3

I have a standard bridging setup between the real world and a KVM VM guest.

Bridging looks fine:

[root@t ~]# brctl show
bridge name bridge id       STP enabled interfaces
br0     8000.40f2e9c6033d   no      eno2
                                    vnet0
virbr0  8000.000000000000   no      

The default gateway is br0 on the host.

I can ping the VM from the host and the host from the VM.

If I ping anything outside either from the VM or the host itself, I see intermittent packet loss:

[root@locoxen2 ~]# ping 8.8.8.8
PING 8.8.8.8 (8.8.8.8) 56(84) bytes of data.
64 bytes from 8.8.8.8: icmp_seq=1 ttl=55 time=4.59 ms
64 bytes from 8.8.8.8: icmp_seq=2 ttl=55 time=4.59 ms
64 bytes from 8.8.8.8: icmp_seq=3 ttl=55 time=4.67 ms
64 bytes from 8.8.8.8: icmp_seq=4 ttl=55 time=4.75 ms
64 bytes from 8.8.8.8: icmp_seq=5 ttl=55 time=4.69 ms
64 bytes from 8.8.8.8: icmp_seq=15 ttl=55 time=1224 ms
64 bytes from 8.8.8.8: icmp_seq=16 ttl=55 time=224 ms
64 bytes from 8.8.8.8: icmp_seq=17 ttl=55 time=4.49 ms
64 bytes from 8.8.8.8: icmp_seq=18 ttl=55 time=4.48 ms
64 bytes from 8.8.8.8: icmp_seq=19 ttl=55 time=4.54 ms
64 bytes from 8.8.8.8: icmp_seq=20 ttl=55 time=4.52 ms
64 bytes from 8.8.8.8: icmp_seq=21 ttl=55 time=4.55 ms
64 bytes from 8.8.8.8: icmp_seq=22 ttl=55 time=4.70 ms
64 bytes from 8.8.8.8: icmp_seq=23 ttl=55 time=4.57 ms
64 bytes from 8.8.8.8: icmp_seq=24 ttl=55 time=4.88 ms
64 bytes from 8.8.8.8: icmp_seq=25 ttl=55 time=4.65 ms
64 bytes from 8.8.8.8: icmp_seq=26 ttl=55 time=4.53 ms
64 bytes from 8.8.8.8: icmp_seq=36 ttl=55 time=1430 ms
64 bytes from 8.8.8.8: icmp_seq=37 ttl=55 time=430 ms
64 bytes from 8.8.8.8: icmp_seq=38 ttl=55 time=4.57 ms
64 bytes from 8.8.8.8: icmp_seq=39 ttl=55 time=4.53 ms

This particularly happens if traffic is leaving the VM & host at the same time.

If I shutdown the VM (i.e. ensure no traffic from this side of the bridge), I see no packet loss if I ping from the host, as above.

Running tcpdump on the physical port (eno2) on the host whilst pinging from both host & VM at the same time shows me things like this (40:f2 is the host, 52:54 is the VM):

17:53:26.382679 40:f2:e9:c6:03:3d > e8:f7:24:49:49:ee, ethertype IPv4 (0x0800), length 98: 192.168.0.191 > 8.8.8.8: ICMP echo request, id 27485, seq 23, length 64
17:53:27.200397 52:54:00:16:f5:f4 > e8:f7:24:49:49:ee, ethertype IPv4 (0x0800), length 98: 192.168.0.221 > 8.8.8.8: ICMP echo request, id 11460, seq 2, length 64
17:53:27.382244 40:f2:e9:c6:03:3d > e8:f7:24:49:49:ee, ethertype IPv4 (0x0800), length 98: 192.168.0.191 > 8.8.8.8: ICMP echo request, id 27485, seq 24, length 64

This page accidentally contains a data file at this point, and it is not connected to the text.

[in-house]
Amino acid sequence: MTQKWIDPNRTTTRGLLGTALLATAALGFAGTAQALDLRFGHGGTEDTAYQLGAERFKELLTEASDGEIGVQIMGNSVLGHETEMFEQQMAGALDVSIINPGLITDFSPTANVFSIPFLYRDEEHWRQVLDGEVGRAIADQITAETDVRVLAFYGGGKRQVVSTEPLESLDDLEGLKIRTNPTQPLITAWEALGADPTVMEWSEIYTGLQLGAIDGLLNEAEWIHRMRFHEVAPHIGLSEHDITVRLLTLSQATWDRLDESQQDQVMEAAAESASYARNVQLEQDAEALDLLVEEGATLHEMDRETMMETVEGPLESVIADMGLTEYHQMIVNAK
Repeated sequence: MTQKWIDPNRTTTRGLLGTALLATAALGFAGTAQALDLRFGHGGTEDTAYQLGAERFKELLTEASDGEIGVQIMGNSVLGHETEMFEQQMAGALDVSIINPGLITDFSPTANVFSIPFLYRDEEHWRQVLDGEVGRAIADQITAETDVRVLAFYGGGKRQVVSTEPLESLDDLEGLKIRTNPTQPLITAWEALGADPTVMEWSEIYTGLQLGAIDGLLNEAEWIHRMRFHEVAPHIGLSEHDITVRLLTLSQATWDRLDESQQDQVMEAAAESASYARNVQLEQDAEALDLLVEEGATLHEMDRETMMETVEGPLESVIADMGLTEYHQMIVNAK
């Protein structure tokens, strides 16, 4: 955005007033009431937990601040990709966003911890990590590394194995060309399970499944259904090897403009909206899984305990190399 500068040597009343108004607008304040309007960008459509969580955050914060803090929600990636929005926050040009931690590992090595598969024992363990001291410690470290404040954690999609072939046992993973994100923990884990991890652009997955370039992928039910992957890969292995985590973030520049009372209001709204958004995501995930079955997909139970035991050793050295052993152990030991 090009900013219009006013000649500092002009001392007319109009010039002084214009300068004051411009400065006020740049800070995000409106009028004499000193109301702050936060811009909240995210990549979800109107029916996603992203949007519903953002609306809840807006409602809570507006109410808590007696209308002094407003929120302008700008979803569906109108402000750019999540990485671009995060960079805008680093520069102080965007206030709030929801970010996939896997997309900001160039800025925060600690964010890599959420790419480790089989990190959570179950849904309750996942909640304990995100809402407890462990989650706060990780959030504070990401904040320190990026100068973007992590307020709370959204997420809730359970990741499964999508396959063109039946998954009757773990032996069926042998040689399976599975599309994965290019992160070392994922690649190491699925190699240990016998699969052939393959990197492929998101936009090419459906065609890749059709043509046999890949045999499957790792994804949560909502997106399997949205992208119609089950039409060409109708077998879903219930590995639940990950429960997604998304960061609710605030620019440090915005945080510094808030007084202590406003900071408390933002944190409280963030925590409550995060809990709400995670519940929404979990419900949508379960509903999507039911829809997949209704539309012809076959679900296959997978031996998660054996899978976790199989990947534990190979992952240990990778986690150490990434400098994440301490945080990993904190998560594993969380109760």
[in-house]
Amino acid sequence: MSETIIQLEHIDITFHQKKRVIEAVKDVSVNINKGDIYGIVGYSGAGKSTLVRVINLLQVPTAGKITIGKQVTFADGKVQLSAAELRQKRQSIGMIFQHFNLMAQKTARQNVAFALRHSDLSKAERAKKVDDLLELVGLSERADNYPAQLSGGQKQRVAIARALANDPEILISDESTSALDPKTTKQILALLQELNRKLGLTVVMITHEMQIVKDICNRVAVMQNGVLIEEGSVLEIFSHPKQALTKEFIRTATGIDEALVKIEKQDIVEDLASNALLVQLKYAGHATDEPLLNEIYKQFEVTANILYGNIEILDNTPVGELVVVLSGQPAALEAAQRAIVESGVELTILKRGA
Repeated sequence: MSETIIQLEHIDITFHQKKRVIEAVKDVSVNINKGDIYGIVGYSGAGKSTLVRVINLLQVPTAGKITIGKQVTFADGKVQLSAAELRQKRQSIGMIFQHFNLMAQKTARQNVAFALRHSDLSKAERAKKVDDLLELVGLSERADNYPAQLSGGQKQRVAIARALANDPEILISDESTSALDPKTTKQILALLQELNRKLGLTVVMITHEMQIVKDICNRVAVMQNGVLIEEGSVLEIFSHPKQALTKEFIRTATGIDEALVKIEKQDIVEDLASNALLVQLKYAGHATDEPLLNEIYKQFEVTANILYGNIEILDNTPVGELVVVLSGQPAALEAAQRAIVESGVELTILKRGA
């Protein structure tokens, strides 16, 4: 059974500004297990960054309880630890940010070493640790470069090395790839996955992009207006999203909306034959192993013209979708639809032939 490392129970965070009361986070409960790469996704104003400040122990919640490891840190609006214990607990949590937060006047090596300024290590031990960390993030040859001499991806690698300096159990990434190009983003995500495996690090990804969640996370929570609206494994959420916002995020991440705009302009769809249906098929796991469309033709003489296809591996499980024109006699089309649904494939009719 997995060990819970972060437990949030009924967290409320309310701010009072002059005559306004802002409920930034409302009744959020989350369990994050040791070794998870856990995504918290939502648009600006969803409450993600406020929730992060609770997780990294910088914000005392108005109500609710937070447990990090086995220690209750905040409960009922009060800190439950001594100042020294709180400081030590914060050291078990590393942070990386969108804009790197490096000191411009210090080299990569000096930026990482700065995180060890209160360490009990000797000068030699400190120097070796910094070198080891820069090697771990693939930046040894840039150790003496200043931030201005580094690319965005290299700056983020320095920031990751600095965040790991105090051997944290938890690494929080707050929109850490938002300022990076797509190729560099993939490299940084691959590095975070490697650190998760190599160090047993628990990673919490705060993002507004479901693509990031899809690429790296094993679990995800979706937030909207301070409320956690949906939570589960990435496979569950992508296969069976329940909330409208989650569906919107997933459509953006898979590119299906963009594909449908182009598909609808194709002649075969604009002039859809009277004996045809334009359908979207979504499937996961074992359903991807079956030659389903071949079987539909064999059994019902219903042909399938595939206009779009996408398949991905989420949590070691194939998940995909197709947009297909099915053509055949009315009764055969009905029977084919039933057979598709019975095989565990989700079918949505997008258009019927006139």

17:53:28.200304 52:54:00:16:f5:f4 > e8:f7:24:49:49:ee, ethertype IPv4 (0x0800), length 98: 192.168.0.221 > 8.8.8.8: ICMP echo request, id 11460, seq 3, length 64

i.e. packets go out, but replies are never received.

The same, but with no traffic from the VM, or the VM is shutdown:

17:53:05.346226 40:f2:e9:c6:03:3d > e8:f7:24:49:49:ee, ethertype IPv4 (0x0800), length 98: 192.168.0.191 > 8.8.8.8: ICMP echo request, id 27485, seq 2, length 64
17:53:05.350936 e8:f7:24:49:49:ee > 40:f2:e9:c6:03:3d, ethertype IPv4 (0x0800), length 98: 8.8.8.8 > 192.168.0.191: ICMP echo reply, id 27485, seq 2, length 64
17:53:06.348159 40:f2:e9:c6:03:3d > e8:f7:24:49:49:ee, ethertype IPv4 (0x0800), length 98: 192.168.0.191 > 8.8.8.8: ICMP echo request, id 27485, seq 3, length 64
17:53:06.352855 e8:f7:24:49:49:ee > 40:f2:e9:c6:03:3d, ethertype IPv4 (0x0800), length 98: 8.8.8.8 > 192.168.0.191: ICMP echo reply, id 27485, seq 3, length 64

iptables and ebtables show no rules - everything set to ACCEPT. I have switched off all offload functions on the ports. No bonding is being used. The MAC addresses are unique - no overlaps that I can perceive.

Note that I see this for both CentOS6 and 7 host installs.

What am I overlooking?

3
  • Something is interrupting your network connection every 10 seconds, for 10 seconds. Check all your logs. Dec 17 '17 at 19:30
  • Good idea. However, the network is staying up. Nothing in the logs to suggest otherwise. Also, it doesn't explain why I only see this happening when multiple MAC addresses are exiting the host (i.e. with the VM up). I'm wondering if it's a downstream issue with the switch it's connected to.
    – nroam
    Dec 17 '17 at 20:42
  • some half baked bpdu in place? Swicth the VM to NAT mode so the bridge is no longer in use on the host and all egress packets originate on the host's MAC and check with the VM up and also pinging
    – dyasny
    Dec 18 '17 at 2:35
1

In the end, there was nothing wrong with my setup.

The issue was that the upstream network switch was not set to use a static VLAN on the switchport concerned. The multiple MAC addresses it was seeing then caused confusion as to what VLANs should be assigned to the port.

How annoying!

1

I've run into the same issue but the underlying problem was different. I ran across this question while trying to diagnose the problem and figured I'd leave an answer with another possible culprit, particularly when running KVM/qemu from the command line, for anyone else who might benefit from this information.

If you don't explicitly set the MAC address for a virtual network interface, qemu will assign it a default one. If you are running multiple virtual machines and haven't set the MAC addresses on their network interfaces, qemu will almost certainly give them both the same MAC address. (Note that most GUI KVM wrappers such as virt-manager will assign a random MAC address for you.)

Obviously, this wreaks havoc on layer 2 routing between the VMs and they'll fight over who owns the address.

Giving each host a different MAC address resolved the issue for me.

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